A view of Streetcar # 496; Emma is at the controls. Paul Lucas, a volunteer who expertly guided us on this adventure, is standing on the left. We are now on the M-Oceanview light rail line.
This is the western terminus of the L-Taraval light rail line. We are on Forty-seventh Avenue, adjacent to the San Francisco Zoo and one block from the Pacific Ocean.
Emma is standing proudly in front of streetcar # 496.
We are now at the Church Street Bypass and we are returning to the Ferry Building, the starting point of our ride.
The route: The distance traveled was approximately 25 miles (40.2 kilometers). The cumulative elevation gain was about 1,365 feet (416 meters). Mile markers are displayed on the GPS generated track. Click on the image to see the full-size map.
Go Here to view: The 100th anniversary of the J-Church streetcar line: 11 August 2017

Go Here to view: Market Street Heritage Weekend: 9 & 10 September 2017



“A camera is a tool for learning how to see without a camera.” Dorothea Lang 

Volume one of my San Francisco Bay Area Photo Blog contains galleries of photographs that were posted on the Internet between 2002 and 2011. Click Here to view those photo galleries.

Thanks to Market Street Railway and all of its volunteers for helping to make this excursion a reality. I would also like to thank Rick Laubscher for authoring "OnTrack: A Field Guide to San Francisco's Streetcars and Cable Cars." The book is an excellent source of information about the historic streetcars and cable cars being used in San Francisco.

A Sony camera was used to take these photographs.

Question or comment? I may be reached at neil@mishalov.com

Saturday, August 26, 2017

Photographs from Berkeley: 26 August 2017

Click on each image to see the full-size photograph.
















“A camera is a tool for learning how to see without a camera.” Dorothea Lang 

The first volume of the San Francisco Bay Area Photo Blog contains galleries of photographs that were posted on the Internet between 2002 and 2011. Click Here to view those photo galleries.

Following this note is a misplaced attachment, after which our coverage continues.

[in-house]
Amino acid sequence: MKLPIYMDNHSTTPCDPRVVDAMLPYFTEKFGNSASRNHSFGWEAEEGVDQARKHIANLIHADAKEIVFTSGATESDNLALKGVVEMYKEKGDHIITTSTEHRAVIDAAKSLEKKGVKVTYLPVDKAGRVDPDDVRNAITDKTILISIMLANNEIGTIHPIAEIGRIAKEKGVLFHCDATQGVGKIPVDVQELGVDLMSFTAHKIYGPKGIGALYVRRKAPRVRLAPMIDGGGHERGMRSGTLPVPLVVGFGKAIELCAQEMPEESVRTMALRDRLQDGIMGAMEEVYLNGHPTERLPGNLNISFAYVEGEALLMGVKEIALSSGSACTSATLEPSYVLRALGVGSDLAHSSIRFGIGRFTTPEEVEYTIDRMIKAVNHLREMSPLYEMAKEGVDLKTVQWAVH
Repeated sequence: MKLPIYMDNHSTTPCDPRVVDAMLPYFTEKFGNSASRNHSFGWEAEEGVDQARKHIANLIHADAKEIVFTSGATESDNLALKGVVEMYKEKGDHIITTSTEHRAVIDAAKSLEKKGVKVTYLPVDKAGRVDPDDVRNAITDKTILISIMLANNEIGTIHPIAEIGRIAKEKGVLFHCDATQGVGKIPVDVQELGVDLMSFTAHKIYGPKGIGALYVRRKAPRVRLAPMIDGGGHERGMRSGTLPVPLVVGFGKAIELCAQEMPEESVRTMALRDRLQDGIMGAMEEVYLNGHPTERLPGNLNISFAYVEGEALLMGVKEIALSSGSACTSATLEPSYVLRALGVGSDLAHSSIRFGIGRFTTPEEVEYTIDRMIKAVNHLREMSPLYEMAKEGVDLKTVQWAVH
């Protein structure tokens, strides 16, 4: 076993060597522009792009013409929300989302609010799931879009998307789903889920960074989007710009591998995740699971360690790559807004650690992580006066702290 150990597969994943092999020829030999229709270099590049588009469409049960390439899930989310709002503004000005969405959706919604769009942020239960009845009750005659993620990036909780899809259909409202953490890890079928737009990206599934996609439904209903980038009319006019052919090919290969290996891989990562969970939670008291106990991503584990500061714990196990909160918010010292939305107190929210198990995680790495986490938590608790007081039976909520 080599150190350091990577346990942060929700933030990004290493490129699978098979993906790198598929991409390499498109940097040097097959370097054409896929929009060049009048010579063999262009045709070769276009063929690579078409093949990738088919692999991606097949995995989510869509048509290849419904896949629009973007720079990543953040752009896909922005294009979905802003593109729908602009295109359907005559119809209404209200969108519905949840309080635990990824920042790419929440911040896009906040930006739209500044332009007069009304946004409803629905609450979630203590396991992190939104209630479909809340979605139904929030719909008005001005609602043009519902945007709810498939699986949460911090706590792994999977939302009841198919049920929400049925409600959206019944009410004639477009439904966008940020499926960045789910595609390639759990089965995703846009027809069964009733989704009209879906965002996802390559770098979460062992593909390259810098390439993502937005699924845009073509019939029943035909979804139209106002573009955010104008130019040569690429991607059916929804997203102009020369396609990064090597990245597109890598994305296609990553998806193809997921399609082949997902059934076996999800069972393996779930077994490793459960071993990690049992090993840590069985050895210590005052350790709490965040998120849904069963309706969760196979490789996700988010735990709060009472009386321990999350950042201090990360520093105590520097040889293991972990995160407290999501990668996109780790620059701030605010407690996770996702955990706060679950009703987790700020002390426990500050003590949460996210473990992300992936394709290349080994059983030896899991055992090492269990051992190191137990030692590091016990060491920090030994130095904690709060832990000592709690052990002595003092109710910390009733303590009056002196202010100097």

A Sony camera was used to take these photographs.

Question or comment? I may be reached at neil@mishalov.com

Thursday, August 24, 2017

Succulent Plants: 24 August 2017

These photos of succulent plants, amongst others, were taken in Berkeley, California.

Click on each image to see the full-size photograph.







Sunflower
Sunflower
Sunflower
A grasshopper is visible in this picture.



I was outside reading the latest news reports when a ladybug joined me.

Click Here to view flower close-ups: part one

Click Here to view flower close-ups: part two

“A camera is a tool for learning how to see without a camera.” Dorothea Lang 

The first volume of the San Francisco Bay Area Photo Blog contains galleries of photographs that were posted on the Internet between 2002 and 2011. Click Here to view those photo galleries.

A Sony camera was used to take these photographs.

Question or comment? I may be reached at neil@mishalov.com

Monday, August 21, 2017

The 100 year anniversary of San Francisco's J-Church streetcar line: 11 August 2017


Click on an image to see the full-size photograph.

THEN: This picture was taken on 11 August 1917, the opening day of the J-Church streetcar line. James “Sunny Jim” Rolph, the Mayor of San Francisco, is piloting the streetcar.

NOW: The location is in the western section of Mission Dolores Park and is contiguous with Church Street. This streetcar is traveling outbound, and the view is looking north. This photograph was taken on 13 August 2017.


11 August 2017 was the 100th anniversary of the public opening of San Francisco’s J-Church streetcar line. The J-Church Muni Metro light rail line still runs along the same route down Market and Church streets, through Mission Dolores Park and then to Noe Valley. The J-Church light rail streetcar line follows a unique path along its roughly seven-mile route.

Most of the original J-Church tracks were installed by mid-1916, but the line remained incomplete due to disagreements between the private United Railroads Company, the City of San Francisco, and residents who lived near the new streetcar line. 
For several years, a group of San Franciscans who lived on the steep portion of Church Street in the Dolores Heights neighborhood, wanted the streetcar line to be served by cable cars instead of electric streetcars. Most people saw cable cars as an outdated and slow form of transit, and the electrified J-Church streetcar prevailed as the type of streetcar used on the J-Church transit line. 
The line was, however, built with a unique route to bypass the steep section of Church Street. Instead of a straight path over the hill, the J-Church line was constructed on a route through a small portion of Mission Dolores Park, and thanks to an eminent domain ruling by the California State court, a small part of the line runs through the former backyards of houses south of Delores Park. The J-Church streetcar line made its first official run on Saturday 11 August 1917, to great fanfare.